Can we actually read words and phrases and solve multi-step mathematical problems without our having consciously been aware of them? A team in the Psychology Department at the Hebrew University has conducted a series of experiments that give a positive answer: people can read and do math non-consciously.
The results constitute a challenge to existing theories of unconscious processes, that maintain that reading and solving math problems -- two prime examples of complex, rule-based operations – require consciousness.
The conclusions of the Hebrew University team were published this week in PNAS (Proceedings of the National Academy of Sciences) in the US. The research team, headed by Dr. Ran Hassin, included graduate students Asael Sklar, Ariel Goldstein, Nir Levy and Roi Mandel, as well as Dr. Anat Maril.
To present sentences and equations unconsciously, the researchers used a cutting-edge technique called Continuous Flash Suppression (CFS). In CFS, one eye is exposed to a series of rapidly changing images, while the other is simultaneously exposed to a constant image. The rapid changes in the one eye dominate consciousness, so that the image presented to the other eye is not experienced consciously. Using this technique, more than 270 students at the Hebrew University were exposed to sentences and arithmetic problems.
In one set of experiments using this technique, participants were asked to pronounce numbers that appeared on a computer's screen. These numbers were preceded with unconscious arithmetic equations. The results of the experiments showed that participants could more quickly pronounce the conscious number if it had been the result of the unconscious equation. For example, when 9-5-1 was shown non-consciously, the participants were faster in pronouncing 3 than 4, even though they did not consciously see the equation.
In another set of experiments reported in the PNAS paper, participants were non-consciously exposed to a number of short verbal expressions that remained on screen until participants could say that they saw them. (In the meantime, the other eye was exposed to the rapidly flashing images). The results showed that negative verbal expressions (e.g., human trafficking) or unusual phrases (e.g., the bench ate a zebra) became conscious to the viewers before more positive expressions (e.g., ironed shirt and more usual phrases (e.g., the lion ate a zebra), indicating a definite "pickup" by the unconscious of something negative and out of the ordinary.
"These results show that the humans can perform complex, rule-based operations unconsciously, contrary to existing models of consciousness and the unconscious," say the researchers.
"Therefore," said Dr. Hassin, "current theories of the unconscious processes and human consciousness need to be revised. These revisions would bring us closer to solving one of the biggest scientific mysteries of the 21st century: What are the functions of human consciousness."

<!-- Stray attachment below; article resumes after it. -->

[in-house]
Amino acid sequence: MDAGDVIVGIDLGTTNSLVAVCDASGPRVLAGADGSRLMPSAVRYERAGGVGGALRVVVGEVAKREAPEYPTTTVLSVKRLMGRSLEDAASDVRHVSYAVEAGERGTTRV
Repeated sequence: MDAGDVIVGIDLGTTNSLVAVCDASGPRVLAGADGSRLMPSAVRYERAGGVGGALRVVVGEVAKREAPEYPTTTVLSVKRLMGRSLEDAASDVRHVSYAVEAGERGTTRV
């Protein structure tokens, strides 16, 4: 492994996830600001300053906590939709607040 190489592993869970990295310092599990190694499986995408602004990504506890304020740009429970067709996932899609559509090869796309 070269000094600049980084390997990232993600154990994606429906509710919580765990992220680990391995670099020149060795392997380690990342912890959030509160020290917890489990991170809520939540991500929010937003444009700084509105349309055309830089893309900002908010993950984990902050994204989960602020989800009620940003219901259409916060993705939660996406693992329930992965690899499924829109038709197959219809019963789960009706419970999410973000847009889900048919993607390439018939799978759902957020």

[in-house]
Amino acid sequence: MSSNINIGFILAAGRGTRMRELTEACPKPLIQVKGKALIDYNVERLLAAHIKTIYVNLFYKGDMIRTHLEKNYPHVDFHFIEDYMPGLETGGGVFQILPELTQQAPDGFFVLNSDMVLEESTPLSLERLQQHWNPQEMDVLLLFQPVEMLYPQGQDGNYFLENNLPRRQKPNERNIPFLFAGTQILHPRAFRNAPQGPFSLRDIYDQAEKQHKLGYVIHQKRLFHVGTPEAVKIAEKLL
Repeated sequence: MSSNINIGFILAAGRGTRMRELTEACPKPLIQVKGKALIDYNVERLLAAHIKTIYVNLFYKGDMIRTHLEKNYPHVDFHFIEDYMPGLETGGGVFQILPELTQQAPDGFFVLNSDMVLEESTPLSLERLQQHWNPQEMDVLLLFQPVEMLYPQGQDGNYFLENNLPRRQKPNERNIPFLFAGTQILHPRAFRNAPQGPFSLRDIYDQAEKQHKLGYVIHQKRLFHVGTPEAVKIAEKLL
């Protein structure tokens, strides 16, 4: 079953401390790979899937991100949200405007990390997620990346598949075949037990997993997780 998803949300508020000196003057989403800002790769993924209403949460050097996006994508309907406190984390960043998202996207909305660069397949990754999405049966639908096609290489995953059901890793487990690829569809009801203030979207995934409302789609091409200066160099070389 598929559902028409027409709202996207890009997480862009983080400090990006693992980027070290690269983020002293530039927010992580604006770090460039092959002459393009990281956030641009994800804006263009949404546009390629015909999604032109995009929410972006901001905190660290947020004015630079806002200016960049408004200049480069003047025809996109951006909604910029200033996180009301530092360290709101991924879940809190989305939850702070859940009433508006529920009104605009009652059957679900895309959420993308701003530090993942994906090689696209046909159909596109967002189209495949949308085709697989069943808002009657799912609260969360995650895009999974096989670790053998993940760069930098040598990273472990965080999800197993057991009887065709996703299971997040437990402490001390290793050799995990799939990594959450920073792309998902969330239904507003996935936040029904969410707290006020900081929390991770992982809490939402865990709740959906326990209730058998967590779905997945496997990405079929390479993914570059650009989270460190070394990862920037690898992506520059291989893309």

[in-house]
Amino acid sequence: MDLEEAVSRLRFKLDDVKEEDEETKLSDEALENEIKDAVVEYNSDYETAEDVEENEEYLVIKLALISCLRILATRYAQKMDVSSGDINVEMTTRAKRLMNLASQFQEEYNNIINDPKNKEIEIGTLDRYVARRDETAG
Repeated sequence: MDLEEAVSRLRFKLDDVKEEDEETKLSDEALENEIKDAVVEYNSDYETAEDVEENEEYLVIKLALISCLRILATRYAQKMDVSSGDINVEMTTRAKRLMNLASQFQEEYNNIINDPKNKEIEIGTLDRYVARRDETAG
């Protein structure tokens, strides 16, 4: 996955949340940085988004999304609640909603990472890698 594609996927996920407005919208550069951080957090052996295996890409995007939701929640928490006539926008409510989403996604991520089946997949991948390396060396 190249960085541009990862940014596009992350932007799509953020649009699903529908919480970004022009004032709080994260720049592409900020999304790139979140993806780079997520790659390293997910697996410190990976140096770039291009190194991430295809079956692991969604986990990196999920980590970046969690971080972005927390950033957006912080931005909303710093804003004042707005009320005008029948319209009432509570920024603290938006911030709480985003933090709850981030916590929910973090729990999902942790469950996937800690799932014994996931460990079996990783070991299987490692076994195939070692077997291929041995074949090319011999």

The Hebrew University of Jerusalem: http://www.huji.ac.il
This press release was posted to serve as a topic for discussion. Please comment below. We try our best to only post press releases that are associated with peer reviewed scientific literature. Critical discussions of the research are appreciated. If you need help finding a link to the original article, please contact us on twitter or via e-mail.
Results of largest ever genetics study of a single population could also help refine dates for major events during human evolution Humans are evolving more rapidly than previously thought, according to the largest ever genetics study of a single population.
Latest genetic tests reveal another break in the male line, potentially undermining the legitimacy of the entire House of Plantagenet When scientists revealed last year that an adulterous affair had apparently broken the male line in Richard III’s family tree, they vowed to investigate further.
By 2016, Icelandic genetics company deCODE will have data on half the country's population. Releasing the data will be controversial, but could save lives
A clinical trial has shown that the drug aducanumab slows cognitive decline in people with Alzheimer's and reduces the amount of amyloid plaque in their brain
A leading researcher issues a call for pills that deliver a full course of treatment in one swallow.One of the world’s preëminent biomedical researchers is calling for a concerted effort by scientists to develop pills that would stay in the stomach or gut for weeks or months once swallowed, delivering one or more drugs continuously or over set intervals.
Two genes responsible for building up drug-resistance can easily be shared between a family of bacteria
When malaria parasites infect blood, they manufacture odor molecules that smell sweet to mosquitoes, scientists report. So how do these odors get from the bloodstream to the insects?
Researchers are developing new method of wireless deep brain stimulation.
Zoos belonging to World Association of Zoos and Aquariums filmed allowing shocking mistreatment of elephants, dolphins, lions, bears, penguins and whales
Owners of Highland Wildlife Park hope Victoria, 18, will get chummy with male Arktos during her stay in the Cairngorms